Rebuilding after the floods

Published: 5.19.2017
Level 4   |   Time: 1:33
Accent: Canadian
Source: CBC (5.13.2017)

As floodwaters finally subside, residents of the region's hardest-hit neighbourhoods are embarking on the difficult job of cleaning up the mess left behind.


triangle Directions

  1. REVIEW the vocabulary / background.
  2. WATCH the video.
  3. ANSWER the questions.
  4. CHECK your answers. (Show Answers)

triangle Vocabulary

  • contaminate [v] - ruin, polute
  • drywall [n] - building material for walls
  • furnace [n] - heater
  • inundate [v] - flood, overwhelm
  • let go [phv] - emotionally detach, to be okay with throwing it out
  • restoration [n] - process of fixing everything, making it good again
  • retain [v] - keep
  • ripe [adj] - ready
  • salvageable [adj] - able to be kept
  • shed [n] - outdoor storage room

[n] - noun,  [v] - verb,  [phv] - phrasal verb,  [adj] - adjective,  [exp] - expression

triangle Questions

  1. Ms. McKlusky is dealing with the aftermath of what kind of natural disaster?

  2. How much water filled her house?
    6 centimeters
    6 inches
    6 feet
    6 meters

  3. Which items are salvageable?

  4. How much will the damage cost to repair?

  5. What will happen if her home doesn't get cleaned up quickly?
    It will smell.
    It will affect air quality.
    The property value will decrease.

  6. Why do people need to get rid of their belongings?
    The items have too much water.
    The items are contaminated.
    There is not enough space.

  7. What did she do to prepare for the natural disaster?
    She emptied her basement.
    She built a wall.
    She put her belongings in a shed.

triangle Discuss / Consider

  1. Can natural disasters ever be a good thing?
  2. What is the responsibility of the government before, during, and after natural disasters hit?
  3. What is the responsibility of ordinary citizens before, during, and after natural disasters hit?
  4. Why do natural disasters seem to affect poor people the most?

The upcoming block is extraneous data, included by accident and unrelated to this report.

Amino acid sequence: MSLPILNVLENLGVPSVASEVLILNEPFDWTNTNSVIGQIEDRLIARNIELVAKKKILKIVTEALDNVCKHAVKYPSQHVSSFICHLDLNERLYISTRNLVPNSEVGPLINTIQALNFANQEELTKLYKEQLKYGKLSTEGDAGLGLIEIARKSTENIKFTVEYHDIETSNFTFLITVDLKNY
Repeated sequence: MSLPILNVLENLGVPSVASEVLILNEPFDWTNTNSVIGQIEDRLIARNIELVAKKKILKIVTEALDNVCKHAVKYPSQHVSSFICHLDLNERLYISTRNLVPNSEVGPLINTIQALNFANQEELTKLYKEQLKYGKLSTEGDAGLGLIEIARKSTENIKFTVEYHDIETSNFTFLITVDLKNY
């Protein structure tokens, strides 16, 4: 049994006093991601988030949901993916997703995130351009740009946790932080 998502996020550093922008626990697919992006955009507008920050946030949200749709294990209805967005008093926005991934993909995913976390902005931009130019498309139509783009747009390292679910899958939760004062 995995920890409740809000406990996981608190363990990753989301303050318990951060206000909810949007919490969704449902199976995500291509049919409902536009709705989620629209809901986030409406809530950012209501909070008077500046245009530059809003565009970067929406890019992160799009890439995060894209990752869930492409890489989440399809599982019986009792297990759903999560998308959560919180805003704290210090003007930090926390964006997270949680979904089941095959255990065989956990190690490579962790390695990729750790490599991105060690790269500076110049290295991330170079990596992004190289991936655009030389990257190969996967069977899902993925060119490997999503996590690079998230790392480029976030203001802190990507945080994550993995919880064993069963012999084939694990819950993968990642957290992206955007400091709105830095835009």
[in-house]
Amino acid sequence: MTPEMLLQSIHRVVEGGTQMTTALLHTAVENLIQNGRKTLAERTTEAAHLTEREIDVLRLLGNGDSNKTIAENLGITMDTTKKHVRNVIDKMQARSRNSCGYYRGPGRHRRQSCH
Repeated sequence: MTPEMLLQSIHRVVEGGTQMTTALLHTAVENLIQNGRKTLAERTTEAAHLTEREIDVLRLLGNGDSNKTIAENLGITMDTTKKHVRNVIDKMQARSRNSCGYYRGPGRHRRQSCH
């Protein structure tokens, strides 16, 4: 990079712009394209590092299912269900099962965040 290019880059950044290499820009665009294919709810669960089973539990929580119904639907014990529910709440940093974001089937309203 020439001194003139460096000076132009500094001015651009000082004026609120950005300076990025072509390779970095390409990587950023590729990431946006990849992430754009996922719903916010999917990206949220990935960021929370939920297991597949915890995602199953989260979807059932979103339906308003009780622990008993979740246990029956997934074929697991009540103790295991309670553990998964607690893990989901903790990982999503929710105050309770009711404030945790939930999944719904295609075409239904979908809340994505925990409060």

triangle Script

Ruth McKlusky feels uneasy at her home. Her property is flooded. What she’s seeing floating around her front yard is a concern.

My stomach is flipping, and it’s gross. I mean it’s unimaginable, actually.

Water crashed over her six-foot retaining wall during the flooding. It filled her basement with 6 inches of water. Through her insurance, she called crews to start cleaning up the mess as quickly as possible. She’s worried about contaminated water floating around her house.

It’s going to start to smell pretty ripe, pretty soon. Um, I’m worried about air quality.

Restoration companies are inundated with calls. They’re seeing flooded basements, broken furnaces, hot water tanks, and toilets that are no longer working.

It’s pretty much a disaster in most people’s homes right now.

And the reality is, not much can be saved.

Anything the water has touched, your couch, your bed, your furniture, your bookshelf, it’s non-restorable. It’s non-salvageable.

The city of Ottawa is warning about the risk of contamination from floodwaters.

One of the things we know is that the furniture that’s in the house will be contaminated, and they need to remove it. Some people have difficulty letting go of some of their possessions, and we need to get things out of their house for their own safety.

McKlusky put all of her belongings in her shed before the flood hit, but right now there’s too much water, so she can’t check to see if her family’s stuff is dry. Even though she’s covered by insurance, this flood will still cost her. Her insurance company is willing to pay up to $30,000, but all this damage could cost double.

Now, there will likely be a lot of people doing this work themselves if they don’t have insurance. This company is warning people to be careful. Wear safety equipment, and make sure you know that if you are tearing out things like drywall that there could be electrical wires behind it.


Ashley Burke, CBC News, Constance Bay

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